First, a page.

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December 14, 2017

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Do Personal Interests Have a Place in Resumes?

Many job seekers wonder whether their love of nature walking, bike riding, or whatever other extracurricular activity they enjoy belongs on a resume. Well, the answer isn't quite “yes” or “no.” The answer depends on what your personal interests are and how they relate to the position you are seeking. Let's take a look at some common personal interests and see when those interests can be included on a resume.

Running: If you are a pharmaceutical salesperson, real estate agent, or in another profession where attractiveness is rewarded and you are an avid runner, then consider adding your love for running on your resume. Doing so may send a subliminal message to the reader that you are a person who is in great shape.

In addition, if you ran a well-known marathon (NYC, Boston), then you may want to include that information on your resume, regardless of your profession. Running a marathon takes commitment, dedication, and a lot of hard work. Those are all values that hiring managers seek in all their team members.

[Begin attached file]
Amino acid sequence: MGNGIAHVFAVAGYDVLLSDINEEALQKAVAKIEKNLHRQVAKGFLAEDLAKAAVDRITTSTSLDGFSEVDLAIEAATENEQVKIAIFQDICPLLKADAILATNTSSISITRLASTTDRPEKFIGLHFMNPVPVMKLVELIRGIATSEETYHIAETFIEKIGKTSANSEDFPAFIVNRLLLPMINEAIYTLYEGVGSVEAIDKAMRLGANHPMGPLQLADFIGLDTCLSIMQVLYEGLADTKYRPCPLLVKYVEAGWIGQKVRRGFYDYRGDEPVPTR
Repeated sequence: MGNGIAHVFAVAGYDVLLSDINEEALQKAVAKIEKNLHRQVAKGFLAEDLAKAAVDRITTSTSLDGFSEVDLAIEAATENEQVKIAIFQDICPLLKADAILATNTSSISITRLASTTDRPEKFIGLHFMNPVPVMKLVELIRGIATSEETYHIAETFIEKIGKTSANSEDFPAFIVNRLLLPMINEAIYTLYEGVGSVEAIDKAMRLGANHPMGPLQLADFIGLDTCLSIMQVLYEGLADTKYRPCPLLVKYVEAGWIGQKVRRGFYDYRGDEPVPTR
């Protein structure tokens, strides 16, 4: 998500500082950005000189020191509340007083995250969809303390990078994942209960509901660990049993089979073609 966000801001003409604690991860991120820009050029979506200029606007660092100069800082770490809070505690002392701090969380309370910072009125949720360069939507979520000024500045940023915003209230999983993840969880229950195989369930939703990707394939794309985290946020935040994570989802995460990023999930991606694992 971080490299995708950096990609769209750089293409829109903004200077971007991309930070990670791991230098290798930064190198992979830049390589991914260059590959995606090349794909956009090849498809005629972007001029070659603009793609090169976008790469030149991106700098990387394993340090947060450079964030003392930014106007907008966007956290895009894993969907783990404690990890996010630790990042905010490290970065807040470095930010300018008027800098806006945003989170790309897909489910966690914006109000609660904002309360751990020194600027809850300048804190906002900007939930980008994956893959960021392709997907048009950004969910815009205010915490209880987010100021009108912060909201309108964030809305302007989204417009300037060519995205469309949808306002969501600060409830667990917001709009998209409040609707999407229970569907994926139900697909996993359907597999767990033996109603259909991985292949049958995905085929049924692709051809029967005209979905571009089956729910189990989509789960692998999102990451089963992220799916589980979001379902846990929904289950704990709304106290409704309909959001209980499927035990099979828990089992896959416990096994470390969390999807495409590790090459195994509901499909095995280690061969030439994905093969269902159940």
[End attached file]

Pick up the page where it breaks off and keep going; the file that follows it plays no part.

Golf: If you are in an industry or position where many deals are cut on the golf course, then it's a good idea to mention your love for golf on your resume.

Community involvement: If you are in a field that is giving (mental health, advocacy, medical field, and so on), then adding community-involvement activities might be a good idea. However, there is a caveat. If these activities are part of an organization that isn't secular or non-partisan, then do not mention your participation. Any content that may alienate the reader should be off limits.

College football: If you are in finance, are seeking a career on Wall Street, or are seeking a position in an industry where there are a lot of former college football players, then definitely include your college football career.

The above are a few examples of when it makes sense to include personal interests. Remember, before you mention your interests on a resume, ask yourself whether the information is relevant. If it is, then go for it!

- Linda Matias

Linda Matias heads CareerStrides.com resume service . She is the author of 201 Knockout Answers to Tough Interview Questions: The Ultimate Guide to Handling the New Competency-Based Interview Style. You can reach her at linda@careerstrides.com, and you can visit her website at www.careerstrides.com

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